“… I want to make sure … that it will hold up and stand up and accomplish what the council wants to accomplish,” McAnany said.
Council member Tawny Knuteson-Boyd suggested that the council needs to clarify the purpose behind the draft plan.
“I was going to ask, ‘What is our goal here? What are we trying to get people to do?’” she said.
For Knuteson-Boyd, a ban on carry-out plastic bags would be just a start to address related issues: She said would like to see the council team up with local schools on educational campaigns that raise awareness about littering, among other things.
“I think people just aren’t aware,” she said.
BAN PROPONENT CITES BAGS’ ENVIRONMENTAL IMPACTS
If the city adopts the ordinance, Brain said that an anonymous donor has committed funding to any efforts that would help shoppers purchase reusable bags.
In a brief July 27 presentation to the council, Brain said the county’s solid waste district reported $10,000-plus in costs to control wind-blown litter — including plastic bags — at Klondike Landfill. Yet the issue of plastic bag usage extends far beyond Moab and Grand County, and Brain cited the much broader impacts that the bags have on the global environment.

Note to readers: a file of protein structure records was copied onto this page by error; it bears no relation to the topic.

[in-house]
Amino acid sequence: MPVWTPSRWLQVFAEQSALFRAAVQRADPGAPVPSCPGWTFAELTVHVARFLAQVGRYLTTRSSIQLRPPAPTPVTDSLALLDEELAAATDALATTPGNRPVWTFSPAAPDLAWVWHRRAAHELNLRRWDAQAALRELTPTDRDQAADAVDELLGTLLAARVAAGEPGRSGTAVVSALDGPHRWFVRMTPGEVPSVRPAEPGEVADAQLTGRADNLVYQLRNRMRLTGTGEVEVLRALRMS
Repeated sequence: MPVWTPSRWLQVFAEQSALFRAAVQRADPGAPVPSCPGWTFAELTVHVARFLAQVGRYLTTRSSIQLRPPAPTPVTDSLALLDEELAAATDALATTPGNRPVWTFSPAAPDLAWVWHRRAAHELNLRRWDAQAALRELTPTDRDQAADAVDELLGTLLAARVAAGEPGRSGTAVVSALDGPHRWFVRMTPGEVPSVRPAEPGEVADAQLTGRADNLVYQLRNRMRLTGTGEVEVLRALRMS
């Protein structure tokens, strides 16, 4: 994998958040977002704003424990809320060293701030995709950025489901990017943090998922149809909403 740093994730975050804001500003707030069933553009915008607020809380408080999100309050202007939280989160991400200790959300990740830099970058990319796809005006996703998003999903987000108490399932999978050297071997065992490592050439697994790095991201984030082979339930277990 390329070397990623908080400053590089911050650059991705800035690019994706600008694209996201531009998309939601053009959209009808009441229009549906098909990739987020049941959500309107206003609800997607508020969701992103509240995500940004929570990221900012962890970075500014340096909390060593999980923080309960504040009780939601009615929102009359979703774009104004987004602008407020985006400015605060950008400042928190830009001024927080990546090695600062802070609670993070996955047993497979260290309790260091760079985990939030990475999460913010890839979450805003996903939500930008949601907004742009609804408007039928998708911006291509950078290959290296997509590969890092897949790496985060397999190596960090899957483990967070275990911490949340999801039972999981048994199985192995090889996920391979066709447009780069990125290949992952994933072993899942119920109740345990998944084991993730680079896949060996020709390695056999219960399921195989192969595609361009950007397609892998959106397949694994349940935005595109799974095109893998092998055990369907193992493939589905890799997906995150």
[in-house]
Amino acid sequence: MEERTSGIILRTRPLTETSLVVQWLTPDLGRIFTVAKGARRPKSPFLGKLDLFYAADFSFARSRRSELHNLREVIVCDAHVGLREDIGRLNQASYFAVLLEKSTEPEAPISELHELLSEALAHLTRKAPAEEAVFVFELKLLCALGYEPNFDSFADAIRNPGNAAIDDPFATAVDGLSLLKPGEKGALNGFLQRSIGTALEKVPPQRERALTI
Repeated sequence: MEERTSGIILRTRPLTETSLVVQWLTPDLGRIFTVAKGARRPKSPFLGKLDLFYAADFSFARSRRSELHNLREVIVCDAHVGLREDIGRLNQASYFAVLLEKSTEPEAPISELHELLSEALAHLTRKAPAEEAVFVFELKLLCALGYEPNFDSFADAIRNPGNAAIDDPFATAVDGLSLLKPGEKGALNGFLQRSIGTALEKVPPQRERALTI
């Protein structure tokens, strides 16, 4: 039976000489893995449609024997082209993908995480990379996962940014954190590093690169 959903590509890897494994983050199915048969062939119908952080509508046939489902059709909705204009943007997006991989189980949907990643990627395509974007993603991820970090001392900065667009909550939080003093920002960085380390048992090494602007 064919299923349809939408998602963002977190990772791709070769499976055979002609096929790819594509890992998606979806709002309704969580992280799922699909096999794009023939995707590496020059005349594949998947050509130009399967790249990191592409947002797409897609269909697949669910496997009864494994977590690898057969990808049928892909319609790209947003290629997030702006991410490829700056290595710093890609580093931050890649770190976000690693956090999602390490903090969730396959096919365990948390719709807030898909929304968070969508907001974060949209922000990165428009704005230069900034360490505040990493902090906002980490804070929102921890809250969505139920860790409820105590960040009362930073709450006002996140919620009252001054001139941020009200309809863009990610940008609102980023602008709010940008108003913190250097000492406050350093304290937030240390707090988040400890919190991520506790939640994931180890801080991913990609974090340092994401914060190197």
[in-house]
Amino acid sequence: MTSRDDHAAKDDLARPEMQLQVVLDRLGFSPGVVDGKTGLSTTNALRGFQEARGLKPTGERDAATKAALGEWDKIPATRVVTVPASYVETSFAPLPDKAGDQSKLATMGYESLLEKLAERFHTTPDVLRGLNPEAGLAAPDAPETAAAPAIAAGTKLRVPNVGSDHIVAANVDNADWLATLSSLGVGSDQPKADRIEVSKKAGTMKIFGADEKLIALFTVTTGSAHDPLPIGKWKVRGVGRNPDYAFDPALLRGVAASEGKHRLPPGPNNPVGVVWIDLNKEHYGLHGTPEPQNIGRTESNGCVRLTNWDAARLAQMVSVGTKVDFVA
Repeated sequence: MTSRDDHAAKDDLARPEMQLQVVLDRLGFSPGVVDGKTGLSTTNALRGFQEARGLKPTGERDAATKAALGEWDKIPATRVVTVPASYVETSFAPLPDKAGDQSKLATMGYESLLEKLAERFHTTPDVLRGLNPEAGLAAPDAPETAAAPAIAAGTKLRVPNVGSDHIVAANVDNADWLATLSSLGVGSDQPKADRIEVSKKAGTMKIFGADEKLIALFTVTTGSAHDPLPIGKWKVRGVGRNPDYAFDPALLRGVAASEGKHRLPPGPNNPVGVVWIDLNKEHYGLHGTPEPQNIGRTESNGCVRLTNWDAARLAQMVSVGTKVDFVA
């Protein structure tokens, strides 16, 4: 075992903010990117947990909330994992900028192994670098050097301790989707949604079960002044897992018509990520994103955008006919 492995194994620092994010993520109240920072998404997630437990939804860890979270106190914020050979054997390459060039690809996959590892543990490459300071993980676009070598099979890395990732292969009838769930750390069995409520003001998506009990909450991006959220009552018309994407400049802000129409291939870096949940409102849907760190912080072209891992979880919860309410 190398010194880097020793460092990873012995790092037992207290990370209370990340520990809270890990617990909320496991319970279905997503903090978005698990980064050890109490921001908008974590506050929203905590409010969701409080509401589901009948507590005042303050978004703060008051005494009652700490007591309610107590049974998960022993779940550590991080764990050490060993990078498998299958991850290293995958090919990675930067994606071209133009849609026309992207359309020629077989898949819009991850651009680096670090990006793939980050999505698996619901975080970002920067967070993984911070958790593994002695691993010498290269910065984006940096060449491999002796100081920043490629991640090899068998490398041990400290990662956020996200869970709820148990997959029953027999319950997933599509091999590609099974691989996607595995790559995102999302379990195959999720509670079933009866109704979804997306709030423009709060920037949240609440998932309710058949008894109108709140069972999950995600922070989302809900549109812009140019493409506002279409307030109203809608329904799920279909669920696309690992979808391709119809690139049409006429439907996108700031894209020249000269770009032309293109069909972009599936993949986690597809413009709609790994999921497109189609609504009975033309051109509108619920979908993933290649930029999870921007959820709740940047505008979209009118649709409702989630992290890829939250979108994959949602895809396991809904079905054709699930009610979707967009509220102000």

According to statistics that she presented to the council, shoppers use their carry-out plastic bags for an average for 12 minutes, but the material may take 500 years to degrade once it ends up at landfills.
An average American family takes home about 1,500 plastic grocery bags each year, she said, yet only 1 percent of those are recycled. Altogether, she said, Americans use 100 billion plastic bags each year, and it takes 12 million barrels of oil to manufacture that amount. To put that number in perspective, she said it’s the equivalent of more than 1.5 million car trips from Seattle to Miami.
It also takes energy from fossil fuels to produce those bags, she said, and they make up a sizable percentage of the discarded plastic that’s polluting the planet’s oceans. By her estimates, plastic kills 100,000 marine mammals killed each year, and researchers found that one in three leatherback sea turtles have plastic bags — which resemble jellyfish, a favorite food — in their stomachs.
CITY MARKET VOWS TO SUPPORT COUNCIL DECISION
Assuming that the council approves the proposed ordinance, it would affect all of Moab’s major retailers, including City Market, Village Market and Walker Drug.
Moab City Market Manager Brendon Cameron said his company will go along with any decision that the council makes, noting that it operates stores in other communities where similar bans have taken effect.
“Really, truly, whatever the city decides, obviously, we’re going to stand with it in support,” he told the council.
However, Cameron noted that the market already has a bin where shoppers can recycle their plastic bags. Plastics that end up in the bin are shipped in pallets to a City Market warehouse, and the material is ultimately repurposed into Trex-brand decking materials.